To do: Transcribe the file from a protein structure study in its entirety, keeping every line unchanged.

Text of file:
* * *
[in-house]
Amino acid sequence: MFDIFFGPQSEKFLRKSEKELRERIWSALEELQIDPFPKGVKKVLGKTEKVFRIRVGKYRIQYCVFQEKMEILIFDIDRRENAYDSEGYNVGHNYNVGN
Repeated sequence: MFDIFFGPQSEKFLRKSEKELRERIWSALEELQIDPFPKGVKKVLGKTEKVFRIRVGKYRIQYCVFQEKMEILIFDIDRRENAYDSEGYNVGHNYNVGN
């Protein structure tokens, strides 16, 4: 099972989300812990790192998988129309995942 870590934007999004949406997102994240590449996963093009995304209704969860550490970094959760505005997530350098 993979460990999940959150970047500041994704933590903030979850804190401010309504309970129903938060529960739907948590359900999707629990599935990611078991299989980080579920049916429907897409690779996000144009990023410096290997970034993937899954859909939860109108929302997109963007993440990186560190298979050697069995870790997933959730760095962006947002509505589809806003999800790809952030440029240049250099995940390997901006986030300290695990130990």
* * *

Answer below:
[in-house]
Amino acid sequence: MFDIFFGPQSEKFLRKSEKELRERIWSALEELQIDPFPKGVKKVLGKTEKVFRIRVGKYRIQYCVFQEKMEILIFDIDRRENAYDSEGYNVGHNYNVGN
Repeated sequence: MFDIFFGPQSEKFLRKSEKELRERIWSALEELQIDPFPKGVKKVLGKTEKVFRIRVGKYRIQYCVFQEKMEILIFDIDRRENAYDSEGYNVGHNYNVGN
């Protein structure tokens, strides 16, 4: 099972989300812990790192998988129309995942 870590934007999004949406997102994240590449996963093009995304209704969860550490970094959760505005997530350098 993979460990999940959150970047500041994704933590903030979850804190401010309504309970129903938060529960739907948590359900999707629990599935990611078991299989980080579920049916429907897409690779996000144009990023410096290997970034993937899954859909939860109108929302997109963007993440990186560190298979050697069995870790997933959730760095962006947002509505589809806003999800790809952030440029240049250099995940390997901006986030300290695990130990």